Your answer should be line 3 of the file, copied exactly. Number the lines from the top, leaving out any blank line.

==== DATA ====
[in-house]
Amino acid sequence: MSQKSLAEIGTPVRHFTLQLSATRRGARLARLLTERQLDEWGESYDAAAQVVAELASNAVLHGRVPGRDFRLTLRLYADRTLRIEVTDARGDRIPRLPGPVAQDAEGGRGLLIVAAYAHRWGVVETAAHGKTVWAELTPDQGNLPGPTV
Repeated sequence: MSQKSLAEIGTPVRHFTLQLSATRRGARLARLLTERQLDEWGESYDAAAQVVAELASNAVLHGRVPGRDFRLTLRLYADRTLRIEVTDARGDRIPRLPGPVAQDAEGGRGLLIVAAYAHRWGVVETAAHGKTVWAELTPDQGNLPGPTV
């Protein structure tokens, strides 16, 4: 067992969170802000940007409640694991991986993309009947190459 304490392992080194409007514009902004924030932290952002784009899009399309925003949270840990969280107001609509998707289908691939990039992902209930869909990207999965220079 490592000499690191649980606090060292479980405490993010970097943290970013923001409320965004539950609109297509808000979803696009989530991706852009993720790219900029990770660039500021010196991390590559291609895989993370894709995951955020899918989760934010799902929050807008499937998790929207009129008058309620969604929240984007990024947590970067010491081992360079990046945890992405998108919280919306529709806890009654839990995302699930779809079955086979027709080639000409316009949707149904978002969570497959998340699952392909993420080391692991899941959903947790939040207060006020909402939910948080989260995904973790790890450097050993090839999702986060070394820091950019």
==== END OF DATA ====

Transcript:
Repeated sequence: MSQKSLAEIGTPVRHFTLQLSATRRGARLARLLTERQLDEWGESYDAAAQVVAELASNAVLHGRVPGRDFRLTLRLYADRTLRIEVTDARGDRIPRLPGPVAQDAEGGRGLLIVAAYAHRWGVVETAAHGKTVWAELTPDQGNLPGPTV